Books and memoirs like mine give a reader tangible proof that there are others who suffer like them, and that they are not alone, and their voice and story matters.
There’s still a whole lot of things that need to be done. The new Mental Healthcare Act 2017 of India, which still doesn’t solve all the issues with the previous Act (1987), but the Indian Psychiatrist Association, made an estimate of how much money was needed in order to do all that the Act suggested. It estimates that about Rs 93,000 crore is needed to implement it, and in the last budget, we reduced the outlay from 50 to 40 crores (for mental health). So yes, we need to tap and act at various levels – from education, the voluntary sector, journalism, CSR partnerships.
How do mental health professionals benefit from a resource of Indian writing on mental health?
When I was writing my book, I showed it to three psychiatrists that I knew and respected. I wanted to make sure that I wasn’t misrepresenting the illness. One of the psychiatrists wrote a review of my book in the Indian Journal of Psychiatry and recommended that colleagues read it.
I think every arm of medicine is based on care and affection and more so the one in psychiatry. Memoirs give the medical professionals an insight into what life really is like on a daily basis and changes the degree of kindness and compassion for the kind of work they do, and this, in turn, helps create kind and open spaces.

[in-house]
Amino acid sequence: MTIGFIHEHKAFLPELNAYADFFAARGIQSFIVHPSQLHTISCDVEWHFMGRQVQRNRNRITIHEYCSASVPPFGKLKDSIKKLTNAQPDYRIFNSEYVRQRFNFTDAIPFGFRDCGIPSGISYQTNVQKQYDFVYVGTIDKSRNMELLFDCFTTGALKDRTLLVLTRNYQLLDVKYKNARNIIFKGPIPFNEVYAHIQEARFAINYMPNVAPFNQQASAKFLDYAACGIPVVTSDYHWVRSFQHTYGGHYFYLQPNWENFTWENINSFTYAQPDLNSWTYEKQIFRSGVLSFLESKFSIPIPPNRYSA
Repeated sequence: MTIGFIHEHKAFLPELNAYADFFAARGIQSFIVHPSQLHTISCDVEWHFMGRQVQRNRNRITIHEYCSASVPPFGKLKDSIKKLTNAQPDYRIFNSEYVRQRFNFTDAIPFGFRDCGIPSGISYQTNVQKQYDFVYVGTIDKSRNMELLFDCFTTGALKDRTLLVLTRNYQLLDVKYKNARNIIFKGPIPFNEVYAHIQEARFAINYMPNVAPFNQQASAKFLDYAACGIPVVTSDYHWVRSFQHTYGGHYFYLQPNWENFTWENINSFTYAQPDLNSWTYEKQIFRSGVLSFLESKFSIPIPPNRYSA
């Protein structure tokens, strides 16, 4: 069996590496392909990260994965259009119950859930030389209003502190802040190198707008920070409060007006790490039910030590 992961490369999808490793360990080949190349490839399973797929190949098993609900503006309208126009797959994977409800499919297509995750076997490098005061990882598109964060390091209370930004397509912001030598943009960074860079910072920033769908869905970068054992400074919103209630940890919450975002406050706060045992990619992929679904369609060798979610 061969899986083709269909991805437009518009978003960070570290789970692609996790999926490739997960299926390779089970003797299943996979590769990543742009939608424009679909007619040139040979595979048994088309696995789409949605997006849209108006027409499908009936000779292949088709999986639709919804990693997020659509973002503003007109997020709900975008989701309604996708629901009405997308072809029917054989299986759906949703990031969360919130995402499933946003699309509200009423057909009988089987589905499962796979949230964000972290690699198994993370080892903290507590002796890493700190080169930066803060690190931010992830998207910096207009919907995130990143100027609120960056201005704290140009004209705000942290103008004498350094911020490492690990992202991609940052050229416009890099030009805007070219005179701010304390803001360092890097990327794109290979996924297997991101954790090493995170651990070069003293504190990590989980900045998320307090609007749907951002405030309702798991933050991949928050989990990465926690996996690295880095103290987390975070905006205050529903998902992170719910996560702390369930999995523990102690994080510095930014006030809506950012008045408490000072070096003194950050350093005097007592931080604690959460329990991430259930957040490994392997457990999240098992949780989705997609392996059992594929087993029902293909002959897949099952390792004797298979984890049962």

The recent death of a Bollywood actor and what followed in its aftermath, was that an opportunity lost, in terms of starting an honest and open conversation on mental health?
Any denial harms the larger narrative. When we accept things, we acknowledge that, yes it happens, we don’t know how to solve it, but this is what happened – it is honest, and it creates a space to remove some of the stigma. In the context of the actor’s death, there was one brief moment when there was hope that the narrative would focus on meaningful conversations. But it was lost. It became political and the media was also compromised in the way it reported on the issues and continues to do so.
Even now, our public speakers use grave terms from the mental health terminology as jokes, as insults. The ‘pagal ka bacha’ might not be a refrain one hears very often, but there is still so much learning and work to do.
(The author spoke to Prerna Shah)
In case, you missed the first interview (of author and writer Jerry Pinto) in this series on mental health and awareness, you can read it here. You can also read Karishma Upadhyay’s interview in which she talks about the research that went on behind her book on Parveen Babi and how almost everything that was written about her previously was overshadowed by her mental illness, eclipsing everything else.
Related interviews: Shyam Mithiya, Anjana Deshpande, Tanika Godbole, Shampa Sengupta
10 thoughts on ““Growing up, I was called pagal ka bachcha (child of a mad woman)””
Amazing work, Prerna. My compliments to include the carer in the circle of care. It is true for any sufferer I think- no attention is paid to the mind or intent or situation or long term effects of suffering silently – and the patient is the only one that is allowed to voice any discomfort-
Have watched a friend tend to his wife sick with cancer and her subsequent death- without a word.
Or a stroke patient recovering well thankfully give out tantrums to the spouse who has had her complete world turned over and yet stood and fought for his health.
So many stories are here among us.
Thanks for bringing this one out.